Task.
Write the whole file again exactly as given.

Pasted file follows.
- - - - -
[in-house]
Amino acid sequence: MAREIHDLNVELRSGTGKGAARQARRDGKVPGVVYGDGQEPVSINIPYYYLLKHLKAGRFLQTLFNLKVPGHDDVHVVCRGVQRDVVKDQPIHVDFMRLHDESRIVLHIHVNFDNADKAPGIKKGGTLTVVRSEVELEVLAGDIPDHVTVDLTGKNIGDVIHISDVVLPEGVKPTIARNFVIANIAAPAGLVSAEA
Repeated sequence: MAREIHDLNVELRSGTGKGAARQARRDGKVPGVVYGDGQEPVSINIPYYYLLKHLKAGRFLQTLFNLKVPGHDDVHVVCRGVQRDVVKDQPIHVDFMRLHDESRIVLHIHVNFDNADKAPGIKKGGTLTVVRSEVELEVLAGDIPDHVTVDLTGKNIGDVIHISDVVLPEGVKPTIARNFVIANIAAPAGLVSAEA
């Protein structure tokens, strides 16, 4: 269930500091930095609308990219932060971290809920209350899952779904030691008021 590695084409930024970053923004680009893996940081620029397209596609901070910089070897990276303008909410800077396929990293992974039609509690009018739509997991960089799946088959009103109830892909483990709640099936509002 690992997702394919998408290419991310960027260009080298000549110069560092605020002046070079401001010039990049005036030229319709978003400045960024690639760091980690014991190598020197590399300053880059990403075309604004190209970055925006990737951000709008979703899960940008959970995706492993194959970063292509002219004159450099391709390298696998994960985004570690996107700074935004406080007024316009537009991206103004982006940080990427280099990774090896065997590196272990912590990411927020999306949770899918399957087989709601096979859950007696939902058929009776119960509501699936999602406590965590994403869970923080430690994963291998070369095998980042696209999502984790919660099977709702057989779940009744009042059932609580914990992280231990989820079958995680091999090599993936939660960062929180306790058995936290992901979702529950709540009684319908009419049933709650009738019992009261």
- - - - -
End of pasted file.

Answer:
[in-house]
Amino acid sequence: MAREIHDLNVELRSGTGKGAARQARRDGKVPGVVYGDGQEPVSINIPYYYLLKHLKAGRFLQTLFNLKVPGHDDVHVVCRGVQRDVVKDQPIHVDFMRLHDESRIVLHIHVNFDNADKAPGIKKGGTLTVVRSEVELEVLAGDIPDHVTVDLTGKNIGDVIHISDVVLPEGVKPTIARNFVIANIAAPAGLVSAEA
Repeated sequence: MAREIHDLNVELRSGTGKGAARQARRDGKVPGVVYGDGQEPVSINIPYYYLLKHLKAGRFLQTLFNLKVPGHDDVHVVCRGVQRDVVKDQPIHVDFMRLHDESRIVLHIHVNFDNADKAPGIKKGGTLTVVRSEVELEVLAGDIPDHVTVDLTGKNIGDVIHISDVVLPEGVKPTIARNFVIANIAAPAGLVSAEA
């Protein structure tokens, strides 16, 4: 269930500091930095609308990219932060971290809920209350899952779904030691008021 590695084409930024970053923004680009893996940081620029397209596609901070910089070897990276303008909410800077396929990293992974039609509690009018739509997991960089799946088959009103109830892909483990709640099936509002 690992997702394919998408290419991310960027260009080298000549110069560092605020002046070079401001010039990049005036030229319709978003400045960024690639760091980690014991190598020197590399300053880059990403075309604004190209970055925006990737951000709008979703899960940008959970995706492993194959970063292509002219004159450099391709390298696998994960985004570690996107700074935004406080007024316009537009991206103004982006940080990427280099990774090896065997590196272990912590990411927020999306949770899918399957087989709601096979859950007696939902058929009776119960509501699936999602406590965590994403869970923080430690994963291998070369095998980042696209999502984790919660099977709702057989779940009744009042059932609580914990992280231990989820079958995680091999090599993936939660960062929180306790058995936290992901979702529950709540009684319908009419049933709650009738019992009261």